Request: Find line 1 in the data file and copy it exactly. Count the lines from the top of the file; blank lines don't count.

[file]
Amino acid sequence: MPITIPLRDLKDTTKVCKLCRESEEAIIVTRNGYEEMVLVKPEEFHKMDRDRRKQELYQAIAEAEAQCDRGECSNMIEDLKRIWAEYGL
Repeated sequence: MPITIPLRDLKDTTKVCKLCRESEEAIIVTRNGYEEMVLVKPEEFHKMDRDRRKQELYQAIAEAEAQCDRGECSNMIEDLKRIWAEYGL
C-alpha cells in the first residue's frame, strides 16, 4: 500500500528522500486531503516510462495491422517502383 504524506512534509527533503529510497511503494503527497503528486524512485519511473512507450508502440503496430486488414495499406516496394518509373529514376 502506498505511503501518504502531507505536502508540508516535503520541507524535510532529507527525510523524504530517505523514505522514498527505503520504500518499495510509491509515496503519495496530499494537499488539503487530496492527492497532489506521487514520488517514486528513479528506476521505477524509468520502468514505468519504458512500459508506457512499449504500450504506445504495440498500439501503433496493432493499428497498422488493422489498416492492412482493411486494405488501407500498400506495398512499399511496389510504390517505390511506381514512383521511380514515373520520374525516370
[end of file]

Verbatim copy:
Amino acid sequence: MPITIPLRDLKDTTKVCKLCRESEEAIIVTRNGYEEMVLVKPEEFHKMDRDRRKQELYQAIAEAEAQCDRGECSNMIEDLKRIWAEYGL